The most striking point from this week’s UKHSA Vaccine Surveillance report – with data for the four weeks ending January 9th – is the sharp decline in unadjusted vaccine effectiveness (calculated from raw data, so not adjusted for potential confounders such as risk factors and testing behaviour) against hospitalisation (see above). The decline is particularly sharp for under-50s, with 18-29 year-olds dropping to 38% (meaning the hospitalisation rate was 38% lower among the vaccinated (two or three doses) than the unvaccinated). The sharpness of the drops coincides with the age groups with the lowest third-dose coverage (see below), which suggests it may be a waning effect accelerated by Omicron and offset by boosters.
Another possible explanation is that it is an artefact of the high number of incidental hospital admissions in recent weeks, with more than half of Covid hospital admissions being treated primarily for something else. Given vaccines offer little to no protection (or worse) against infection, they will offer the same lack of protection against incidental hospital admission as Omicron spreads in hospitals or is found in those admitted for other reasons. The difference by age may arise because infection rates in those under 50 are currently much higher than in those over 50. In truth, it is likely to be a bit of both, but without data specifically on those being treated primarily for Covid it’s difficult to get to the bottom of which is making the biggest difference.
Unadjusted vaccine effectiveness against infection continued to decline in older age groups and in under-18s this week, presumably due to the waning of the third and second doses. It is negative in all over-18s, meaning the infection rate is higher in the vaccinated than the unvaccinated; in the 18-70s it is lower than minus-100%, meaning the vaccinated are more than twice as likely to have an infection. It did however rise slightly in the 18-50s this week, from a very low base. UKHSA continues to claim this extraordinary data is a result of confounders such as different risk factors and testing behaviour between vaccinated and unvaccinated. However, the agency still has not published any data on these confounders (e.g. testing behaviour and co-morbidities by vaccination status), despite being asked repeatedly, nor made any attempt to estimate adjusted vaccine effectiveness based on this data. If you would like to ask it to do this you can email its head Mary Ramsay here (Twitter here).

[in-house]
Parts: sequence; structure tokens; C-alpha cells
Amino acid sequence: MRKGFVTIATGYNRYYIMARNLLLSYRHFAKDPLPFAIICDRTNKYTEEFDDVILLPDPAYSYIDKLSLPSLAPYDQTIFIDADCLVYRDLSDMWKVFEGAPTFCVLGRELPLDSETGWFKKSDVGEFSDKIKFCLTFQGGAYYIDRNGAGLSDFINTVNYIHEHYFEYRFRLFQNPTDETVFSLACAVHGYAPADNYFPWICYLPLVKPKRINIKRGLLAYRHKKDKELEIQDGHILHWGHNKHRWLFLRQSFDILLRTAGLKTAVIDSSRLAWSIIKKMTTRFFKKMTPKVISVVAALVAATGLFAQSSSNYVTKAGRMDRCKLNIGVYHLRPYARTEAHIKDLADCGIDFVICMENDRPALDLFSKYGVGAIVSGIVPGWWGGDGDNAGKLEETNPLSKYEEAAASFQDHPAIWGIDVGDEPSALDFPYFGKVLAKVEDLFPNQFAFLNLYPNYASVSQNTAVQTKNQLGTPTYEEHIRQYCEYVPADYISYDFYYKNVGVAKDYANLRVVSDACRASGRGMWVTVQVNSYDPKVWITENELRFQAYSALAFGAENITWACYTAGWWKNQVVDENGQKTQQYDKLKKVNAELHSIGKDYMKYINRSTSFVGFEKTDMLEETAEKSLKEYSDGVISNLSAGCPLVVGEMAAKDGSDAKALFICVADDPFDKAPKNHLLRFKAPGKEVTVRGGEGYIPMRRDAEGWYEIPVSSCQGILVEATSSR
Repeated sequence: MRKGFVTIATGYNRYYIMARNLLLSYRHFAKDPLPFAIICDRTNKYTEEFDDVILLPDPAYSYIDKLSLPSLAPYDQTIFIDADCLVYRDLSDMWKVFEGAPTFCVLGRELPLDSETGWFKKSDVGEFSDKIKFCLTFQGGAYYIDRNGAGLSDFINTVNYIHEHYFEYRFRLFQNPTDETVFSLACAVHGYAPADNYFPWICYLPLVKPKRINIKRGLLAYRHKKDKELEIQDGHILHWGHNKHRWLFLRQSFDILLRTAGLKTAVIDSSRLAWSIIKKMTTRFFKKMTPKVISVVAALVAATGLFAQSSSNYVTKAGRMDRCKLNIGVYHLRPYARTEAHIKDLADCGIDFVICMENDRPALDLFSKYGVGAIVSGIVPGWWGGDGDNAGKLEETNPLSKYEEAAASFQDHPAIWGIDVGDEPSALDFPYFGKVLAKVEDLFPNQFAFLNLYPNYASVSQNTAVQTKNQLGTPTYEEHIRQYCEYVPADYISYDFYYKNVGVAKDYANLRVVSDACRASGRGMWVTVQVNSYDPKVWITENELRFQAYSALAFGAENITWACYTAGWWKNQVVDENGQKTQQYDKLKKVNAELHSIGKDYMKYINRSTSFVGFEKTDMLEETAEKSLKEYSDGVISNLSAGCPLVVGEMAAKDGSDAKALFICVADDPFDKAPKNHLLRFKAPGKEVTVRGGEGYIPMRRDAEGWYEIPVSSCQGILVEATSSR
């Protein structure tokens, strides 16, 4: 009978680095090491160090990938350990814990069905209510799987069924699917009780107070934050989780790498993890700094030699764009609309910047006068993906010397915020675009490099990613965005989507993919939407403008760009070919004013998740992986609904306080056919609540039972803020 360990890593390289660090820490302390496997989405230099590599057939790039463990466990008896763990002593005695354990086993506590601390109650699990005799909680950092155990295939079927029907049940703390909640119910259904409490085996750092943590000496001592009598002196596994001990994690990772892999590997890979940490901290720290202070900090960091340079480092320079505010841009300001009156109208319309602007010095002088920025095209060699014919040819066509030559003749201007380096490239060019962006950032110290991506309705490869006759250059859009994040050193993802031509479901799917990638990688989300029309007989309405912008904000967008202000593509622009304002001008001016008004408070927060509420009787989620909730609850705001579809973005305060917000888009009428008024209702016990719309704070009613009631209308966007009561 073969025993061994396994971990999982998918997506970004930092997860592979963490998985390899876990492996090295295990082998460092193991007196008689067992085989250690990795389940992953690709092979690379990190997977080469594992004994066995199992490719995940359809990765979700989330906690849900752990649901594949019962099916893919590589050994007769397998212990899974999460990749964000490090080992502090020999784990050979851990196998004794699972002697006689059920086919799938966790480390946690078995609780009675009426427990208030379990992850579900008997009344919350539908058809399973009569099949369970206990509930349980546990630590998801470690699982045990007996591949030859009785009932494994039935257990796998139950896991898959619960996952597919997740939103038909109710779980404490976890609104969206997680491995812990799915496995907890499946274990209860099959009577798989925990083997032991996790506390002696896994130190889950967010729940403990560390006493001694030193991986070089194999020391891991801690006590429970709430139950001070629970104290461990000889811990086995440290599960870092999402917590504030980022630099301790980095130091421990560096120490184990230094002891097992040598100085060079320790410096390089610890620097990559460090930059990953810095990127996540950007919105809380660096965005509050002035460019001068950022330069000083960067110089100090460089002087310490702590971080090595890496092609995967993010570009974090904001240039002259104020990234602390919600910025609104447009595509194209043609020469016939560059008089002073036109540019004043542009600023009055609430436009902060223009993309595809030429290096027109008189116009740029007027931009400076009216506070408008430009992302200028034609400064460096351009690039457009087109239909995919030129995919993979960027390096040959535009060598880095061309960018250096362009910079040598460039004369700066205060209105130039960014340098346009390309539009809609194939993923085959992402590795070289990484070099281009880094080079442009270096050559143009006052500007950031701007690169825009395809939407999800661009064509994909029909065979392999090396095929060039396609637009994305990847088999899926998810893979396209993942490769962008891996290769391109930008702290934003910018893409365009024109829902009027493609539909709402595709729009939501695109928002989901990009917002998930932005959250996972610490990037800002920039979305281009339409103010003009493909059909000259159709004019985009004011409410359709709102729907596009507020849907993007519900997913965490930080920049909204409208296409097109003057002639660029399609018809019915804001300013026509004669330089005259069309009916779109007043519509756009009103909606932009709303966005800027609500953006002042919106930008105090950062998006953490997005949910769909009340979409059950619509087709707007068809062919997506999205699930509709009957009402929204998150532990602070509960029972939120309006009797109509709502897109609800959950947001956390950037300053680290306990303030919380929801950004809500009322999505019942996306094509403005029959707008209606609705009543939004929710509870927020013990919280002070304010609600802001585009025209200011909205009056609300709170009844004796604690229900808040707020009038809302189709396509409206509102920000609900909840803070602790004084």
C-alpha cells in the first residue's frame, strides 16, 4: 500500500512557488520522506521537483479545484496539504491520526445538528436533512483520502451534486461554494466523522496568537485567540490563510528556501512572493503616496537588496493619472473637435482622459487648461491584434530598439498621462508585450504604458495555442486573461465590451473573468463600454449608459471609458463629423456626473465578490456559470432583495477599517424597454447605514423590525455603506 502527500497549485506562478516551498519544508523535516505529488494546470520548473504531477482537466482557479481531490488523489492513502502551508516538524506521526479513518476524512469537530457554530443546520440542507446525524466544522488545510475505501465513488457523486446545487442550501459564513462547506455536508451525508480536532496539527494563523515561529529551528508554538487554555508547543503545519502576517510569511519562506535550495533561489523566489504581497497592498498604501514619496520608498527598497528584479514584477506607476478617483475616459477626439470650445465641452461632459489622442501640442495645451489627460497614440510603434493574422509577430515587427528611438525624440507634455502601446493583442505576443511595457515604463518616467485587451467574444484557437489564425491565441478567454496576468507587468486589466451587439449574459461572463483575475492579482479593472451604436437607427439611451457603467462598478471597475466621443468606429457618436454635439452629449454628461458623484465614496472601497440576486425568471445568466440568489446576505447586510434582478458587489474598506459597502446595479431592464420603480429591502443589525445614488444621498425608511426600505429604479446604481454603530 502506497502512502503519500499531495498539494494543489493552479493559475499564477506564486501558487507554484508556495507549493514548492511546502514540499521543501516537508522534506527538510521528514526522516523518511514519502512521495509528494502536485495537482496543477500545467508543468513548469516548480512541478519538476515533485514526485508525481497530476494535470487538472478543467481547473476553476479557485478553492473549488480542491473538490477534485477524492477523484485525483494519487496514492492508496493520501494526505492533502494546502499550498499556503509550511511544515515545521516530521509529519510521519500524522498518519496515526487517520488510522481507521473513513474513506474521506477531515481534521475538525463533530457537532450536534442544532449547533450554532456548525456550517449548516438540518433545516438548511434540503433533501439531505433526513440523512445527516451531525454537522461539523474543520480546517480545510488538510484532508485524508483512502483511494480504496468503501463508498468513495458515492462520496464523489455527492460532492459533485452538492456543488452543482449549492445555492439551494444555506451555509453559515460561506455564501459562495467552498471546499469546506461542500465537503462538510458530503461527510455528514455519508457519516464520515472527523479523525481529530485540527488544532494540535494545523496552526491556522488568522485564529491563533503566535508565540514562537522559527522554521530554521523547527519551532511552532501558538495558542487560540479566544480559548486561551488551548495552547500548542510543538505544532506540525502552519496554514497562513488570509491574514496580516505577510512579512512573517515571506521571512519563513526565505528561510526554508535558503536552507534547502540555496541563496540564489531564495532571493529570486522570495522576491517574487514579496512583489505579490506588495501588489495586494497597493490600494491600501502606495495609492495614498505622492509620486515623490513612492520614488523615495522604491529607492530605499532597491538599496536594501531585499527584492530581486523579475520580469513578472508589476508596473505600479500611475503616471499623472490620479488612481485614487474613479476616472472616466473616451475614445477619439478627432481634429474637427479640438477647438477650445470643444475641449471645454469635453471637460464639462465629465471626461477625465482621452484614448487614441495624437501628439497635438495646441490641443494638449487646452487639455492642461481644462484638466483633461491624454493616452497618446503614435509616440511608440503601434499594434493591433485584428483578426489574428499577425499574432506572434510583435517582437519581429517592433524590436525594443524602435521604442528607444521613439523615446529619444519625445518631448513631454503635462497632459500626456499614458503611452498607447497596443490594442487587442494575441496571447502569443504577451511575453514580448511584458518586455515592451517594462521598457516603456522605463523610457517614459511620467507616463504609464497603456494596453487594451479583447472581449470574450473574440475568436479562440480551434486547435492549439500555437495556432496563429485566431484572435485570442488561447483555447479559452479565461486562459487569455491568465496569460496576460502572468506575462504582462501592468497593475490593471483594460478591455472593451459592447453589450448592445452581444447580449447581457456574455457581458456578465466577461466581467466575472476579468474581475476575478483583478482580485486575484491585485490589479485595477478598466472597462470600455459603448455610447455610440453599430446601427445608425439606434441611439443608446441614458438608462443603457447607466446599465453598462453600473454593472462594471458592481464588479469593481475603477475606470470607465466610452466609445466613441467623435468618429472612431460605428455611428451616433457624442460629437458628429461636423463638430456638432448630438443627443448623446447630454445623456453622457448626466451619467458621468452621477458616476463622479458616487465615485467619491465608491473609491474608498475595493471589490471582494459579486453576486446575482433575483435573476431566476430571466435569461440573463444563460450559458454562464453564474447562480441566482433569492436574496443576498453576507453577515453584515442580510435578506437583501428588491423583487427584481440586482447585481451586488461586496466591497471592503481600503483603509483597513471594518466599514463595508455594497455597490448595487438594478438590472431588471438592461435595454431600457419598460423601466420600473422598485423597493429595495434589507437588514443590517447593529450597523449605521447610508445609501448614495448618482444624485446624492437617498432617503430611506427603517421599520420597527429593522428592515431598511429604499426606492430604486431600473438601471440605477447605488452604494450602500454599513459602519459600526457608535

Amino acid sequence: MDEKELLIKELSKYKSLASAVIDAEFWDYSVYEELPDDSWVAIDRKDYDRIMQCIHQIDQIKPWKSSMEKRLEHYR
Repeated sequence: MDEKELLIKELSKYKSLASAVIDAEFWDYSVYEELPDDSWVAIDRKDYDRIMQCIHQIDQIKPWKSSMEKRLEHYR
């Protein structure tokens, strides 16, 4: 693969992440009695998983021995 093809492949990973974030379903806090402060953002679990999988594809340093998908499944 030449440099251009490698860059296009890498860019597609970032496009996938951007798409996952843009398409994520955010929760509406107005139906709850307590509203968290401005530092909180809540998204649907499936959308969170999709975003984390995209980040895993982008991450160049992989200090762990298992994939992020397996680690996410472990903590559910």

Unadjusted vaccine effectiveness against death continues to hold up at high levels on this data. This suggests the data is not highly confounded by risk factors, as the UKHSA claims, as then we would see low effectiveness against death too. Note that effectiveness against death did decline until November, suggesting the third doses have helped here.
One curiosity this week is that initially the UKHSA published a mistaken version with missing data. Although it’s not clear which data was missing, Daily Sceptic reader ‘Amanuensis’ (as he’s known in the comments) has analysed it on his Substack page and thinks it may have included data just for two doses with the data for third doses missing. If so, it shows 50% more deaths in the two-dose-only group compared to the unvaccinated, which would be alarming. However, one explanation is that boosters may not be given to those at highest risk of death owing to their health condition, which would concentrate deaths in the two-dose group, artificially both lowering the effectiveness of two doses and raising the effectiveness of three doses. This is all quite speculative, however.